Let us now talk about a few similarities and differences between classification and regression decision trees. Decision trees are used as classification models in situations where target variables are categorical in nature. The value that the training data set gets right at the culmination of a terminal node is equal to the value received when we take a mode of the observations for that particular section. In case any new observation is added to that section of the tree, we will replace it by the mode value, and then make the prediction. 

On the other hand, decision trees are used as regression models when target variables are a part of a continuous data set. The value received at the same point that we discussed for classification trees, is the mean value of the observations in that section when it comes to regression trees. 

There are a few similarities too. Both decision tree models use a recursive binary approach and divide independent variables into regions that don’t overlap with each other and are definite. In both these trees, division starts at the top of the tree, and the observations lie in one region. These observations split the variables into two branches. This division is a continuous process that gives way to a fully grown tree.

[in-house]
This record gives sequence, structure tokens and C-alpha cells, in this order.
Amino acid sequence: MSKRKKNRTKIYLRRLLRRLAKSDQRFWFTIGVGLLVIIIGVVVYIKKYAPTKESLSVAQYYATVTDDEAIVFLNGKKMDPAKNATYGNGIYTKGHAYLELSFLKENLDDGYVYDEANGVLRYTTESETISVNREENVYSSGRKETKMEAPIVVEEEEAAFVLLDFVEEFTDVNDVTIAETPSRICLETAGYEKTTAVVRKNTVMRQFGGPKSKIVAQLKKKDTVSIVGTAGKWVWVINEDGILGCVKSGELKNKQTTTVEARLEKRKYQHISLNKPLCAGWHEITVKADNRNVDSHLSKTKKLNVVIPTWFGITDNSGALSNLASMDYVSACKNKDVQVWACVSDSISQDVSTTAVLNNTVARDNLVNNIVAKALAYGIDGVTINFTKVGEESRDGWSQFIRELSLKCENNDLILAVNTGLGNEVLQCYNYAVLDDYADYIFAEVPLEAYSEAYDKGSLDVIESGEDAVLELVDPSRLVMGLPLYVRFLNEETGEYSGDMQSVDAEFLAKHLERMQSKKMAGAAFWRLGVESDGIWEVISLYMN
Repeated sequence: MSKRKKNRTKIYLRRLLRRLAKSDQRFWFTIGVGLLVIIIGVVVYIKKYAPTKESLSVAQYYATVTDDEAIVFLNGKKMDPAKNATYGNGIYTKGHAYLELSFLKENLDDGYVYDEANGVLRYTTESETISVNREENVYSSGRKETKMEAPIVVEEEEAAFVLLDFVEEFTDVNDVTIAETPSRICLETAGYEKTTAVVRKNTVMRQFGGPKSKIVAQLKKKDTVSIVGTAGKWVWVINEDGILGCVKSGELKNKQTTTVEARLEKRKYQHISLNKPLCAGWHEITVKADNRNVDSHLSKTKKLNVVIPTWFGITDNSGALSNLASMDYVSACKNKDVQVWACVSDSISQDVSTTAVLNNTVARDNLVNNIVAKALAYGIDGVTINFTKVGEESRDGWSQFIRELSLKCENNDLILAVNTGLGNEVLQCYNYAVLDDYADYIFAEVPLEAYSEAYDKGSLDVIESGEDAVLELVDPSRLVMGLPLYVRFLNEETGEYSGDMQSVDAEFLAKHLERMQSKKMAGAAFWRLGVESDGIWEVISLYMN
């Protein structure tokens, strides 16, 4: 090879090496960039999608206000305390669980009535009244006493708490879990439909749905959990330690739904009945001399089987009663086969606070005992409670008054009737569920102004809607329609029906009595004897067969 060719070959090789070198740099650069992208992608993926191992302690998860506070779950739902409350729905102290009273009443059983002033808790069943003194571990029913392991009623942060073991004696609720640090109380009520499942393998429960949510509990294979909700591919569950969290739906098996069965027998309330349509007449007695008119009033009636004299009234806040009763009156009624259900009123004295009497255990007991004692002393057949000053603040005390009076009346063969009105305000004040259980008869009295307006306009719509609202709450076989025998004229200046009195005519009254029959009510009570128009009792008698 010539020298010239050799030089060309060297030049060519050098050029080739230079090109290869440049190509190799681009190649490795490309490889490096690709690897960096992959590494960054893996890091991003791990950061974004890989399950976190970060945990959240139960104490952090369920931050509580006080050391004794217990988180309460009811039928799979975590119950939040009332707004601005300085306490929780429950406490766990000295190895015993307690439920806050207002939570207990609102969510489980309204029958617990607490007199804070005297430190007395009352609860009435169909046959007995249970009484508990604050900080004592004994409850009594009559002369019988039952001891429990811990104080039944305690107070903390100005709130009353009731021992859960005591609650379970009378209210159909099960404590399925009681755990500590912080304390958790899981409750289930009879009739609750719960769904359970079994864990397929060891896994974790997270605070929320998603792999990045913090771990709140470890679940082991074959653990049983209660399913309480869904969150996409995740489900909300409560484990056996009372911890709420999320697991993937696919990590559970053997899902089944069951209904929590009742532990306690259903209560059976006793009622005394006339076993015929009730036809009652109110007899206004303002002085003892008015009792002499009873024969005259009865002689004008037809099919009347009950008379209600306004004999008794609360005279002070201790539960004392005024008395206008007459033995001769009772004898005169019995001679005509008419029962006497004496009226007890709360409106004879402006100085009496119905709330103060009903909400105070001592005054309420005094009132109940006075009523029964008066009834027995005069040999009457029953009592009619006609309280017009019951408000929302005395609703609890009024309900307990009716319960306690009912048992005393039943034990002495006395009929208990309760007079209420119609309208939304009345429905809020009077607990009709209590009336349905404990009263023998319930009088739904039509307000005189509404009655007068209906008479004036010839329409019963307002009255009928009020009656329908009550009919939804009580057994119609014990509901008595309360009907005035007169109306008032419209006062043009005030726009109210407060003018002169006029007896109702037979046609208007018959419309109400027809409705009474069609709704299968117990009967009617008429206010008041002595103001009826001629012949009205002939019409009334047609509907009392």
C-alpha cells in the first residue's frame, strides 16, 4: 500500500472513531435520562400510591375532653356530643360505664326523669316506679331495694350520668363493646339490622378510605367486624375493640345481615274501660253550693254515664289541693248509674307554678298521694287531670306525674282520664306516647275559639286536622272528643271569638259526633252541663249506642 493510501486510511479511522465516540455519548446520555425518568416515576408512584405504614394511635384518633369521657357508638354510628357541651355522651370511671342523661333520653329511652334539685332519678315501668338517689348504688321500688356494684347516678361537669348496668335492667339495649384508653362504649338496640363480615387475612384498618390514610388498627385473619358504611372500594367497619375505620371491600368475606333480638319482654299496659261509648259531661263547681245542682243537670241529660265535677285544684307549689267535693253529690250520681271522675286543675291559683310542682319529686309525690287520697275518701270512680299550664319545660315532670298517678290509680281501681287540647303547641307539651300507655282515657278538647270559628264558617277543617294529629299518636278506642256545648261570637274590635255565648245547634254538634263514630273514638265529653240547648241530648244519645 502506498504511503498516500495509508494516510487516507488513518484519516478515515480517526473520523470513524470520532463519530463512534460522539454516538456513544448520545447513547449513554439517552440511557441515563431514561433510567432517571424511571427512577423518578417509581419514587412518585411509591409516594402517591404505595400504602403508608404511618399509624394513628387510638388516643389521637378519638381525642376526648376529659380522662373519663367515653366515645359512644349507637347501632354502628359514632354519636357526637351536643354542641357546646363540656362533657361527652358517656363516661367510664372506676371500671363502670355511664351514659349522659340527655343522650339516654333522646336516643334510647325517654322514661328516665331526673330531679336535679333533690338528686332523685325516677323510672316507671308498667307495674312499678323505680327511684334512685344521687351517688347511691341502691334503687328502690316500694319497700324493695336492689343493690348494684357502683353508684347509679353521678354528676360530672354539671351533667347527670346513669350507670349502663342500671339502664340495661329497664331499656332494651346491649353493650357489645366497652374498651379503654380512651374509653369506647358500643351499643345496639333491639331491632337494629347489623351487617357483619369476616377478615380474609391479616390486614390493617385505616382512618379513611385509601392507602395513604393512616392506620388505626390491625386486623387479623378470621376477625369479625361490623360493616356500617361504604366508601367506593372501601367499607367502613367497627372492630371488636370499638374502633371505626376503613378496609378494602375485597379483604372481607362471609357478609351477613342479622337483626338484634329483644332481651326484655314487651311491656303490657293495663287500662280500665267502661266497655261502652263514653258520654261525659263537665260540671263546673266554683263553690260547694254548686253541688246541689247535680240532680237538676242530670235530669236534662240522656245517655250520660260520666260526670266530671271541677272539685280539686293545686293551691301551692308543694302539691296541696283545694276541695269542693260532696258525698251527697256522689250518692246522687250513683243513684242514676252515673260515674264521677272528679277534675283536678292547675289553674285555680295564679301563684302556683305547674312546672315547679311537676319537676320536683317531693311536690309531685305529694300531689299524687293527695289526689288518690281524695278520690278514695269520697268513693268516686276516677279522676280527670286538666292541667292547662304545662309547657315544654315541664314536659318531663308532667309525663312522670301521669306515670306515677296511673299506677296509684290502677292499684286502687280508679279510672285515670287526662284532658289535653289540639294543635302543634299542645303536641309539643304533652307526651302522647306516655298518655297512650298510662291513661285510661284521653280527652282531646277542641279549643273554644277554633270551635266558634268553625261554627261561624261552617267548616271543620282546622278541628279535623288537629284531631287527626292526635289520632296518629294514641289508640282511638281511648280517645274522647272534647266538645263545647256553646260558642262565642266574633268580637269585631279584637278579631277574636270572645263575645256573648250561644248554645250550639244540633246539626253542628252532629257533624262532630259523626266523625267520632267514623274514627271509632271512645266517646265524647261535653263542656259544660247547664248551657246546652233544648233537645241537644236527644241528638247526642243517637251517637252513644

Read: Machine Learning Project Ideas

How to learn a CART model?

There are a few important things that you are required to do to create a CART model. These include choosing input variables as well as points of divisions in a way that the tree is properly constructed. The greedy algorithm that reduces the cost function is used to choose the input variables as well as the points of division.

The constriction of the tree is terminated with the help of the stopping criterion, which is defined in advance. The stopping criterion could mention anything, such as how many training instances are assigned to the tree’s leaf nodes. 

1. Greedy algorithm: The input space has to be split correctly to build a binary tree. Recursive binary splitting is the greedy algorithm used for this purpose. It is a numerical method that involves lining up of different values. A cost function is then used to try and test several points of division. The division point with the minimum cost is chosen. This method is used to evaluate all points of division as well as input variables.